IF EVERY AFRICAN PARENT WAS #1 IN CLASS…..

So, every time report card season would come, most Tanzanian parents would start with a story. I later found out many of my friends were told a very similar story. It went (or perhaps still goes) a little bit like this:
‘In my days I always came first in my class.’ And then they all add a personal twist. This was my father’s:

”I had to put in extra study time so I would read on the corridor next to the bathroom because that is where the light bulb was. I never played cards (his efforts to make sure I’d never consider poker as a social activity) and I always took all my subjects very seriously.”

Now, I have to say that after the 6th grade I didn’t buy the whole ‘all parents came first’ story because surely, someone had to come last (or second?). But the rest of it I doubt was fabricated. I grew up looking at my parents as heroes because they had to overcome a lot of things. And I suppose they told us such stories to let us know where they came from and how much better things were for us.

So, what is the moral of this story? One, dear parents, it’s okay to tell us that you worked hard in school because the pressure to always try to come first is a bit much for some. And second? With everything that is provided to us these days there is so much more we can achieve. I know some people still have the perception that Africa is full of uneducated uninspired youths who wait for aid to get things done. This is not true. Older generations inspire us to do better, and go further. Some people may still have to study by candlelight  but you know what, the hunger to improve one’s livelihood is motivation enough for them to do the necessary to achieve their goals.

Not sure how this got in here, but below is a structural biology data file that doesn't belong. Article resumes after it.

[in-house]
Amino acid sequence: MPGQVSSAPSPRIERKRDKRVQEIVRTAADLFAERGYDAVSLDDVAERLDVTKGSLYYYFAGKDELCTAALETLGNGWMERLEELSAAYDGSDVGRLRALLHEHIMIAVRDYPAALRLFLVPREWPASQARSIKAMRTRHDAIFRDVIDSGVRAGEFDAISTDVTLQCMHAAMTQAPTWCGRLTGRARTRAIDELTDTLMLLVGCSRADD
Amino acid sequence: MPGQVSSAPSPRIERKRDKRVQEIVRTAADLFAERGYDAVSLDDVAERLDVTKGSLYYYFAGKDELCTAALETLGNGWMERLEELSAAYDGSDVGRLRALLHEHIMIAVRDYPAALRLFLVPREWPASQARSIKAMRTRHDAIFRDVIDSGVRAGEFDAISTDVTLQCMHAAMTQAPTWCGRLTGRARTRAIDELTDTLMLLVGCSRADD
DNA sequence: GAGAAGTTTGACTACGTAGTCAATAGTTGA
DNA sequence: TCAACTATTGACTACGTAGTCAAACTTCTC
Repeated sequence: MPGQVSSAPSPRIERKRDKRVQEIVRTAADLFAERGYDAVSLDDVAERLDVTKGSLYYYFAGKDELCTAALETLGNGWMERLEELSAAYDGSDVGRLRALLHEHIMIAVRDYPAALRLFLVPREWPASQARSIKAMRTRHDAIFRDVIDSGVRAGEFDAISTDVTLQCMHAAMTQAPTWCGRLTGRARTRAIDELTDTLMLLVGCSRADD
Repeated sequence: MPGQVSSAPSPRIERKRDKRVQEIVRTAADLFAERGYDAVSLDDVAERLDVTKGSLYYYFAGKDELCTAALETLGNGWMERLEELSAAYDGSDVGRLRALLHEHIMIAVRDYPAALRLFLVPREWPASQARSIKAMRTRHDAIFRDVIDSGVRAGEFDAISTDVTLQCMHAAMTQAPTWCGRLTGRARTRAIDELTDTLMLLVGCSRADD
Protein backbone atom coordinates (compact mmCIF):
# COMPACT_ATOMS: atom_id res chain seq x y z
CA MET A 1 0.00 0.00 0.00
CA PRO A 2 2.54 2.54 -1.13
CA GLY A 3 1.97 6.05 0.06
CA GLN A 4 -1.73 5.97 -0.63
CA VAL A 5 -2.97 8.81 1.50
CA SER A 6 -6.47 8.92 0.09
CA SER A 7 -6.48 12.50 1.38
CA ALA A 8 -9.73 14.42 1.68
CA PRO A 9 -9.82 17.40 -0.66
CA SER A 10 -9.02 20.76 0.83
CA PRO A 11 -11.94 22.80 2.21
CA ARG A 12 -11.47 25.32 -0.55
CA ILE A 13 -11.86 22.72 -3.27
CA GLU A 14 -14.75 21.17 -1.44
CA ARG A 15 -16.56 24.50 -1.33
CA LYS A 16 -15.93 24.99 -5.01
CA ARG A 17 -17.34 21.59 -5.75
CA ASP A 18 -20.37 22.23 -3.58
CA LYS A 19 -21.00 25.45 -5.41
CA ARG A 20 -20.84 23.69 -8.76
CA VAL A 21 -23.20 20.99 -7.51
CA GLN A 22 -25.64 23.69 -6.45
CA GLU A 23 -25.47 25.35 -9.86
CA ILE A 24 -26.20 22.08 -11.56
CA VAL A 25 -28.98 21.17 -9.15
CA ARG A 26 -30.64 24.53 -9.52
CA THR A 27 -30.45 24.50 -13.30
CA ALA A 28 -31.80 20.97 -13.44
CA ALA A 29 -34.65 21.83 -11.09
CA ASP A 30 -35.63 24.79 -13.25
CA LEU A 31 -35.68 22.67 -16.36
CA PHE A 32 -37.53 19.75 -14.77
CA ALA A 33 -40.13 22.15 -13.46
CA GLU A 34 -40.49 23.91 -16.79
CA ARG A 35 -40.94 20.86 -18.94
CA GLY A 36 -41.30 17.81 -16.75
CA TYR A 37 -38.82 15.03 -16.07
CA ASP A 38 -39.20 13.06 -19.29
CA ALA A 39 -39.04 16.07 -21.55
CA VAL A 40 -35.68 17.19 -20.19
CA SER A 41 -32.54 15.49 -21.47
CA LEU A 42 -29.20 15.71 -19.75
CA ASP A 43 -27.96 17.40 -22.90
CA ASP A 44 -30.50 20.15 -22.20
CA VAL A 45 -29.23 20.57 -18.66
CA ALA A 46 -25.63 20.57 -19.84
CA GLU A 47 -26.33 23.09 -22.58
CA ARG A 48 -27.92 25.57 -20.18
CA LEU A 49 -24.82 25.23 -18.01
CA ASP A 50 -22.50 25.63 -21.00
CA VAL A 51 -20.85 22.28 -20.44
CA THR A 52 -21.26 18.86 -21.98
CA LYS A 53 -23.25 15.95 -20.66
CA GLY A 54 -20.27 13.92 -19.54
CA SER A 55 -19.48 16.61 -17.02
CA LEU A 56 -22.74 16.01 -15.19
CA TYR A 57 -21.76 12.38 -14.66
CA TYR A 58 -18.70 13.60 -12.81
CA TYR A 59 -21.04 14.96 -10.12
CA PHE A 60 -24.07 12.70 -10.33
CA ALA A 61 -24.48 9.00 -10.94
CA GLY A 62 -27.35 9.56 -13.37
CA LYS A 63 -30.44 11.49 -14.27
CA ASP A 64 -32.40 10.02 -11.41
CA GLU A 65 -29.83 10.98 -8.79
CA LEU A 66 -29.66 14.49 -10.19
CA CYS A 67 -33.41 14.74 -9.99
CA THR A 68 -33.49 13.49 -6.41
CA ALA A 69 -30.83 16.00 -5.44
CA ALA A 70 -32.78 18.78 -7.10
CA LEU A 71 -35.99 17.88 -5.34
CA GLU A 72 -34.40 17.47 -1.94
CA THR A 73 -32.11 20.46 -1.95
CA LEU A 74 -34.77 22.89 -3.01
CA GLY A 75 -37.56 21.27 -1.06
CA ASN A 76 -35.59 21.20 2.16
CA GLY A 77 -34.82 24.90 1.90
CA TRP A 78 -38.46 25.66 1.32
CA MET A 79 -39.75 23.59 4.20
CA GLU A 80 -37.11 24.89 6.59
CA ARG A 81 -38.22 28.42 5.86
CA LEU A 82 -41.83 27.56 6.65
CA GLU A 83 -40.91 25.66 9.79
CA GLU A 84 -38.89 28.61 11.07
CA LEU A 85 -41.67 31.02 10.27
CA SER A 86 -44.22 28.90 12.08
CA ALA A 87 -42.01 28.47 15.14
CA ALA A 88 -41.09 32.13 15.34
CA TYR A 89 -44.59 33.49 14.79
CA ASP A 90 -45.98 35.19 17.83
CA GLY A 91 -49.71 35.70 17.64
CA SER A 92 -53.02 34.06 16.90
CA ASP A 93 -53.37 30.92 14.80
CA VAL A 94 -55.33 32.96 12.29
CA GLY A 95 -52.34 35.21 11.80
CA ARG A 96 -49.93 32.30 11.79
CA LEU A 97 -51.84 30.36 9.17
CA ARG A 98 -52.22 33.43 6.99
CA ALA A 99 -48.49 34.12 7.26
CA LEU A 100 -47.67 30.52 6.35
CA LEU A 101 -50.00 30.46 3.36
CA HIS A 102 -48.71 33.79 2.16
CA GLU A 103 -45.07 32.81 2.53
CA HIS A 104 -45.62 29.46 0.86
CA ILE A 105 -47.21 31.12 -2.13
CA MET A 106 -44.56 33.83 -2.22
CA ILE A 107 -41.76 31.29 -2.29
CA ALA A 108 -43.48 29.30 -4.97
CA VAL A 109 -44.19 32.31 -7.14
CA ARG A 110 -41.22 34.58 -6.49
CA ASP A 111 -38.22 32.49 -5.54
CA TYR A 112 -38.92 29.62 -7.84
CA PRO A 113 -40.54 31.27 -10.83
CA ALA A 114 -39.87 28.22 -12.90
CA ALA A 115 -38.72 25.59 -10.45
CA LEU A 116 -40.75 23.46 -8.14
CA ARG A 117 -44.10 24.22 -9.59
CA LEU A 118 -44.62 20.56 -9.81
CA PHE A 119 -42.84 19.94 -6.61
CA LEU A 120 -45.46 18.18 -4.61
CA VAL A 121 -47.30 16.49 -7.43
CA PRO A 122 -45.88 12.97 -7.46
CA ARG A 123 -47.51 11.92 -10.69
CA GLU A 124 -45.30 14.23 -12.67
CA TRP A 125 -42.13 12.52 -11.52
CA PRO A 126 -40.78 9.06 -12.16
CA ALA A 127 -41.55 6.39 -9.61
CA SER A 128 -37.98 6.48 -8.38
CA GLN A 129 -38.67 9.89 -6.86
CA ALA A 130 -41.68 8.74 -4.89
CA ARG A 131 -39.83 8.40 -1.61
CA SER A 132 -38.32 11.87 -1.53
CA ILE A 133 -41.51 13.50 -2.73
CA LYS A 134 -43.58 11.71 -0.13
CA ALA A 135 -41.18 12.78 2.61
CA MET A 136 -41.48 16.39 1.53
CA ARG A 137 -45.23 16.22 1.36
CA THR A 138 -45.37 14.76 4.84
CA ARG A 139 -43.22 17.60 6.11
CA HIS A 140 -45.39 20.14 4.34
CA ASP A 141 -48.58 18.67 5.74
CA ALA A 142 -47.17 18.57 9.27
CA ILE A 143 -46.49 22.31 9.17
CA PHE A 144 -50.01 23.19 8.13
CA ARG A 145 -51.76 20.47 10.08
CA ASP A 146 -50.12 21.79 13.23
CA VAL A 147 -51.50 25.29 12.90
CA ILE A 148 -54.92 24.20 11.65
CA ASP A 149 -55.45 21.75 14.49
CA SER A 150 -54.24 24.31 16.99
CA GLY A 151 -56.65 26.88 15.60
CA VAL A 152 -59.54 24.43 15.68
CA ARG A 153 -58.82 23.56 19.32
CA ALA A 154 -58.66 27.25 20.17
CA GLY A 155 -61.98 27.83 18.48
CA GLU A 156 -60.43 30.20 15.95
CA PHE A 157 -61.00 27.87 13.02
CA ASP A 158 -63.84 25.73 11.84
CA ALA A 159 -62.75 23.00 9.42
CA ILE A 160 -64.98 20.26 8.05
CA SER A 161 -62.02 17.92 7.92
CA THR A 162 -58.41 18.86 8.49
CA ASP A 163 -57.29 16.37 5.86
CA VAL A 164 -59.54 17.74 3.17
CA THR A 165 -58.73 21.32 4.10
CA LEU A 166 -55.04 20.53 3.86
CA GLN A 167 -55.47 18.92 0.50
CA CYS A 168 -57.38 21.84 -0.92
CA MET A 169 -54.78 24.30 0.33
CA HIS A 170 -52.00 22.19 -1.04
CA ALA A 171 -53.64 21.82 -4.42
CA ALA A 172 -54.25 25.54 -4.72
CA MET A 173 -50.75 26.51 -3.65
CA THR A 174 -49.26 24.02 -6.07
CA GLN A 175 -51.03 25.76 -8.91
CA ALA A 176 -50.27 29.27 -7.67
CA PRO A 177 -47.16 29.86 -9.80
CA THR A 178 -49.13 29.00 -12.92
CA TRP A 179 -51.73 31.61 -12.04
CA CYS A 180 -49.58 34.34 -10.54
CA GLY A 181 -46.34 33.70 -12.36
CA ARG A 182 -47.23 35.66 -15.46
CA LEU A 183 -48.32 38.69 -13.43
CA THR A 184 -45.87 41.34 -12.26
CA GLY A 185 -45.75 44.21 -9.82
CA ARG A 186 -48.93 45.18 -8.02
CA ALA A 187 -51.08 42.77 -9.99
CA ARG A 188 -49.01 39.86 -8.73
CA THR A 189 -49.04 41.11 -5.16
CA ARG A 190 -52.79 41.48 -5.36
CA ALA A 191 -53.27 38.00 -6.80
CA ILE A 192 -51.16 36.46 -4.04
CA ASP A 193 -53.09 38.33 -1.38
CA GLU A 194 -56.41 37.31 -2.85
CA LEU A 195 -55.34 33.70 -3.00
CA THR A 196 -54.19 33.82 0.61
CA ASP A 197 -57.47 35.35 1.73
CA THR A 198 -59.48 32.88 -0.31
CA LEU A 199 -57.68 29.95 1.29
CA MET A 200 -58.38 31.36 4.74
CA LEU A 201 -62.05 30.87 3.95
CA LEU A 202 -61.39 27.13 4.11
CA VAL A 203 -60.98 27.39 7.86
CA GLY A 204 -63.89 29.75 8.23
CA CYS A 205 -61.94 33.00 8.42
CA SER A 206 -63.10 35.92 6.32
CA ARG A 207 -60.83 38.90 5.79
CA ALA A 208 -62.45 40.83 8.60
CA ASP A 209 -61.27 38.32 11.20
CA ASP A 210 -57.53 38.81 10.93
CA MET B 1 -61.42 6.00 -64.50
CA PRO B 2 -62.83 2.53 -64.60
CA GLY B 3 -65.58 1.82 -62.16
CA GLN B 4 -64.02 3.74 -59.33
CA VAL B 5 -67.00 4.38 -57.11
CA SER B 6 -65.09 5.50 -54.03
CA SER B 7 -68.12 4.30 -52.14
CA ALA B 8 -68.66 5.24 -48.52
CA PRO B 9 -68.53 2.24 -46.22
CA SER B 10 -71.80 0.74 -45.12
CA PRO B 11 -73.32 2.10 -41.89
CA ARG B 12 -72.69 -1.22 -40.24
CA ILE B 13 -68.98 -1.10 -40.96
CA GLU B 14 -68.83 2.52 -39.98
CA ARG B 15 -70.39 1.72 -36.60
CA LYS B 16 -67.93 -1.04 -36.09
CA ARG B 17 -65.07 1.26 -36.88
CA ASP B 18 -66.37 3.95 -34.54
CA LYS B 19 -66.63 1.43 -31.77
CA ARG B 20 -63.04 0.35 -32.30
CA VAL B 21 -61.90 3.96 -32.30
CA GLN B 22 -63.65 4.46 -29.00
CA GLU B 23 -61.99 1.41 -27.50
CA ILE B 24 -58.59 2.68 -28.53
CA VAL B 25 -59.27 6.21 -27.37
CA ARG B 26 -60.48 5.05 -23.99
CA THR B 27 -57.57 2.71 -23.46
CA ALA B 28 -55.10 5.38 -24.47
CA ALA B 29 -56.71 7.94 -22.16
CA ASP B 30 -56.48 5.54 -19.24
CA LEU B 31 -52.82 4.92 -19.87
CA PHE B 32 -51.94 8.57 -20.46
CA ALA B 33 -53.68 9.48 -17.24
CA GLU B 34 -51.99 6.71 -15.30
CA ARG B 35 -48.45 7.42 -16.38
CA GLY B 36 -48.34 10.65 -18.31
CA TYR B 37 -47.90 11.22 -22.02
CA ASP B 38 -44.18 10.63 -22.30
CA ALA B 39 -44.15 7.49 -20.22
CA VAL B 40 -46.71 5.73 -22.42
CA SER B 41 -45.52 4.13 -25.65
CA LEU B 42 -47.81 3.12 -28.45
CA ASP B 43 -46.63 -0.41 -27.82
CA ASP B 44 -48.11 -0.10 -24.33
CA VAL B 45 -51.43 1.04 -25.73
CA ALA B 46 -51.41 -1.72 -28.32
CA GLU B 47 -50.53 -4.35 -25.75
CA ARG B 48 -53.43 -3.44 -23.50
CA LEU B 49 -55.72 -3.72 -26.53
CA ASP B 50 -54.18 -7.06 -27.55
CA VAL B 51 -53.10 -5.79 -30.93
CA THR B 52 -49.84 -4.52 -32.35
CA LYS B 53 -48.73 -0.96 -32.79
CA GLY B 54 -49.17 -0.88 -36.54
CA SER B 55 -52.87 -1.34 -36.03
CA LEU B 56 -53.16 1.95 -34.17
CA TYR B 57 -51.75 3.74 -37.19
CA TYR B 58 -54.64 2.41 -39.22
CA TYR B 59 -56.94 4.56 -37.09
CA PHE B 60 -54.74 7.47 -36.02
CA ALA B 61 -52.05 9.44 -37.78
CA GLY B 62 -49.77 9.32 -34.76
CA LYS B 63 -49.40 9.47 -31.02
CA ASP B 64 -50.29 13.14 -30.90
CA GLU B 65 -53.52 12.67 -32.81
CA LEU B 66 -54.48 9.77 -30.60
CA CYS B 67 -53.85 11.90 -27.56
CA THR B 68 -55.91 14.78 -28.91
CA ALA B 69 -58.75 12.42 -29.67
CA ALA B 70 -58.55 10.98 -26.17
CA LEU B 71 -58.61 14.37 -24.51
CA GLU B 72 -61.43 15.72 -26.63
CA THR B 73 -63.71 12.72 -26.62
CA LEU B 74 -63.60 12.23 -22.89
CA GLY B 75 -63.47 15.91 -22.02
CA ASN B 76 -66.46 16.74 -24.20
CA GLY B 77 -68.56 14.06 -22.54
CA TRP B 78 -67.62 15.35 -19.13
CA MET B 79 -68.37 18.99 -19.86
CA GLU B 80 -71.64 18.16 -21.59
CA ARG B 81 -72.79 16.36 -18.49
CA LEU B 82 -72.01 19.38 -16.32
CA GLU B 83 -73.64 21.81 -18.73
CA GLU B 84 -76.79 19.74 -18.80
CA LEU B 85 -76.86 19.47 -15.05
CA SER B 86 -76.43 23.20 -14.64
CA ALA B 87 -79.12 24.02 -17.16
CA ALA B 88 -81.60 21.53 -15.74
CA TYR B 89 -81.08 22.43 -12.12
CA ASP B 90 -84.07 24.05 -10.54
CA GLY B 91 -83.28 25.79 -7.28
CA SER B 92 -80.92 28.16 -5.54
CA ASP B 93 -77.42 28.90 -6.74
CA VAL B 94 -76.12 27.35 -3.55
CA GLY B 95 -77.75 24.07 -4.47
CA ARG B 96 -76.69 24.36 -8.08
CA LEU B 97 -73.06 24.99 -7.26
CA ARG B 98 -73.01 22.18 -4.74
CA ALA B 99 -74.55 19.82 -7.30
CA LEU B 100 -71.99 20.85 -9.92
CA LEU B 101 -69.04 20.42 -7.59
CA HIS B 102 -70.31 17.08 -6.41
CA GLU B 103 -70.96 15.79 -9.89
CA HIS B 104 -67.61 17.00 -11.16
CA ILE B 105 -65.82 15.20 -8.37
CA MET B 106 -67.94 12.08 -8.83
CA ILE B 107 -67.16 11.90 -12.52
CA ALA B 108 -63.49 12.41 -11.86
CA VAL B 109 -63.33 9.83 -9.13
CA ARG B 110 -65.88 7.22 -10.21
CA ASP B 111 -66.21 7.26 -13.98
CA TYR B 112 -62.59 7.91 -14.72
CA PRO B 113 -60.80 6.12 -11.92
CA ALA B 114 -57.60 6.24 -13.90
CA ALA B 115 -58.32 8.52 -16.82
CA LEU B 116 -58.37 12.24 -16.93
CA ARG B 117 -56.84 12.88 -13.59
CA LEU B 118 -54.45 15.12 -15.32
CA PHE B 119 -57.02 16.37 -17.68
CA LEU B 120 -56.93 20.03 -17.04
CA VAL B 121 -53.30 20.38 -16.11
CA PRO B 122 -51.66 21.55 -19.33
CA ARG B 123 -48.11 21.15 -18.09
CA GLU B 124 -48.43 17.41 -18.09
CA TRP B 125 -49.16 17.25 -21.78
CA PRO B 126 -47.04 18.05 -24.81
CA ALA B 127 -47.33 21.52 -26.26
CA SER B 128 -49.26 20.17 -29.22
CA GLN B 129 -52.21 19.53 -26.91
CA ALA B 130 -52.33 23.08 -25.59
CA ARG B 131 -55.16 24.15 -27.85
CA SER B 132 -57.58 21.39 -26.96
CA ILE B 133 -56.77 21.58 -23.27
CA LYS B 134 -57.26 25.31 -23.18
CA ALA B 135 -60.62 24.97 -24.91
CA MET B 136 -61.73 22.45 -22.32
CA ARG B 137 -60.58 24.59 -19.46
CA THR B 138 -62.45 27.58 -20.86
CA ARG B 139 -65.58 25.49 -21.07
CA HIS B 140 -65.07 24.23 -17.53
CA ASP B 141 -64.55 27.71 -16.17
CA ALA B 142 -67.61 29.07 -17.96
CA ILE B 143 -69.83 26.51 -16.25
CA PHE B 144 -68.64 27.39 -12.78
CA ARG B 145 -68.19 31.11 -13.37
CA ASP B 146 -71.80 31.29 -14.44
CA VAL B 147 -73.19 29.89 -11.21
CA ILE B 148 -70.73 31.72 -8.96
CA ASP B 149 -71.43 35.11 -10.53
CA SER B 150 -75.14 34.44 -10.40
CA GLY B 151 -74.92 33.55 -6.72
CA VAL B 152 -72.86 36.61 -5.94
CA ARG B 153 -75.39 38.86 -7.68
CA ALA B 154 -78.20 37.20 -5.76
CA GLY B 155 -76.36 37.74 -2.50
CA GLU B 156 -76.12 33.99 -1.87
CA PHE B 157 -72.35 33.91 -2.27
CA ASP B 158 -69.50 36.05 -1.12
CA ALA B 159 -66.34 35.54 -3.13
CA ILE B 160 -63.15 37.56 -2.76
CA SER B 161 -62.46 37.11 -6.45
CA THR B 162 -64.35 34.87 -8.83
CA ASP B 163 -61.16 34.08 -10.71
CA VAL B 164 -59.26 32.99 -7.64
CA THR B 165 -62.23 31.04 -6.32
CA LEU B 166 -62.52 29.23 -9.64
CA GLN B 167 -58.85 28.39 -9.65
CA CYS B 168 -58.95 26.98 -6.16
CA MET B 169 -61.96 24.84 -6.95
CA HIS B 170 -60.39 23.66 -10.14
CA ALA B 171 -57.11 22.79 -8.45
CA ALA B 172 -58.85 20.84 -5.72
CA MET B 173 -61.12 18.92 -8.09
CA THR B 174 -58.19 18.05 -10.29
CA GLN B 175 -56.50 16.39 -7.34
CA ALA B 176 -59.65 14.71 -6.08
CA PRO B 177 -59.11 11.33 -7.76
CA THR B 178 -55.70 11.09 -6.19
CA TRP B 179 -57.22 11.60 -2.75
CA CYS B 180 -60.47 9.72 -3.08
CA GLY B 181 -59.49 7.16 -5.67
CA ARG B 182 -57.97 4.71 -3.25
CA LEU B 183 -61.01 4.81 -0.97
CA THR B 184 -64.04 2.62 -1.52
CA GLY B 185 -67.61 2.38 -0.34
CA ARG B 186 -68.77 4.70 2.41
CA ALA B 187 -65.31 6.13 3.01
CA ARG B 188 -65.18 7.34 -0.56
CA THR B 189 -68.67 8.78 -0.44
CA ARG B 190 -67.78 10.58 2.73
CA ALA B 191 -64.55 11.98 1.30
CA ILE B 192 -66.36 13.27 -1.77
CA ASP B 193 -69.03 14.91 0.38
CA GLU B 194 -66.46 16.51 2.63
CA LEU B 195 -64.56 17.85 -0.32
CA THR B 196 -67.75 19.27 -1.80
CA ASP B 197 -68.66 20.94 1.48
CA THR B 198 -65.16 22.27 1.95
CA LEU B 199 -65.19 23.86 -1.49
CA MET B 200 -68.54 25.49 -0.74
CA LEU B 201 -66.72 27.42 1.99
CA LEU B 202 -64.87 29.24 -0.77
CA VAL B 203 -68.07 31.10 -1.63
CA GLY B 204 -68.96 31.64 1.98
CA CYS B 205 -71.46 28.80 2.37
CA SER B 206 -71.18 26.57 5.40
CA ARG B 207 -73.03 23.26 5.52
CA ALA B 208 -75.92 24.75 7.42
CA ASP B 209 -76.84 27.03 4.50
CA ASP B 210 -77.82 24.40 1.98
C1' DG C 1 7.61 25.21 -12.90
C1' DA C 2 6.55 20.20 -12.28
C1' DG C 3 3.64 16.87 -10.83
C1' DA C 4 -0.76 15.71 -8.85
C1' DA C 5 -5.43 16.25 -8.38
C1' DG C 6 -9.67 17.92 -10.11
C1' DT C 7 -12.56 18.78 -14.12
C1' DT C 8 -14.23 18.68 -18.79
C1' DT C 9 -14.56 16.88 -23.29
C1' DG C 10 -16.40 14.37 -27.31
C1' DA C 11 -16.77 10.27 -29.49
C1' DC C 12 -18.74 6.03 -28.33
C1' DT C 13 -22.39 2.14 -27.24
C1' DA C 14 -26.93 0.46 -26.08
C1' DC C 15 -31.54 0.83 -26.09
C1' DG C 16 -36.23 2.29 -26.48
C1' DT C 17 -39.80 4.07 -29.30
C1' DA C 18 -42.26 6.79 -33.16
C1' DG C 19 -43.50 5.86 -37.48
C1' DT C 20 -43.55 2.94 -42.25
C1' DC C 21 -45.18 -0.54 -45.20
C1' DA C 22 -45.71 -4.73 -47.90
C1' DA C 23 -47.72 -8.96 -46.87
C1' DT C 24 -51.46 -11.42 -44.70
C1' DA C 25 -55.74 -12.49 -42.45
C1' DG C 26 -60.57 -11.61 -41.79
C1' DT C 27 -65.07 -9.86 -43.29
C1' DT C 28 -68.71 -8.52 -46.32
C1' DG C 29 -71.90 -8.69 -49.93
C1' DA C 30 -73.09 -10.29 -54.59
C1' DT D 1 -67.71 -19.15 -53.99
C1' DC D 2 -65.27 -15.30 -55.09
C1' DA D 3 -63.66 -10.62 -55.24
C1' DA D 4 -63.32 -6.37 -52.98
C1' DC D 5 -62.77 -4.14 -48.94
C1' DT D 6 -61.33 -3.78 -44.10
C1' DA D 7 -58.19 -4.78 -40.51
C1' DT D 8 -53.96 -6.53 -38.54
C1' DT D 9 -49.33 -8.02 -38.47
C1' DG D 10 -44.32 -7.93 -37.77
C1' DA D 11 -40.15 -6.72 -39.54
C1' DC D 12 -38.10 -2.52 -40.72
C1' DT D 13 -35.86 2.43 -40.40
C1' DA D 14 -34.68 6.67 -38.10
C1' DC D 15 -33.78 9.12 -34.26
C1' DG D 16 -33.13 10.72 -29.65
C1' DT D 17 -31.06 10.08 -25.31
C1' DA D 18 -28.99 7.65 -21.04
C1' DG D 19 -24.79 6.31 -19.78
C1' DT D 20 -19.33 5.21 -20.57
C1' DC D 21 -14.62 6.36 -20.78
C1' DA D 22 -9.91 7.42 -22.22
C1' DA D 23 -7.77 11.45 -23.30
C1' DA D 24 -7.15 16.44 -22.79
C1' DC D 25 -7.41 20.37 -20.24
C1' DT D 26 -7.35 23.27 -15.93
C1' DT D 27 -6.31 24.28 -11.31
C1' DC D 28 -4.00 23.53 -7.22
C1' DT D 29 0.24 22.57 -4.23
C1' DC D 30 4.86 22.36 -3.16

Hopefully with time one day the youth will not have to read by candle light, but till then? The struggle continues.

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One Response to IF EVERY AFRICAN PARENT WAS #1 IN CLASS…..

  1. Asha says:

    My father used to go on about how he had no shoes, and he had to walk barefoot to school everyday which was like a 2hour journey, he’d even show me scars on his feet. I used to feel so guilty about it for some reason and it would make me work harder in school, but at the same time i felt detached from his experiences because i had everything i needed and wanted as a kid. My problem ws not a lack of shoes rather what shoes to wear, i wonder what stories of hardship i can impart on my future children? Maybe i should just stick with the top on class one, well in some classes i was top just not all of them….details.

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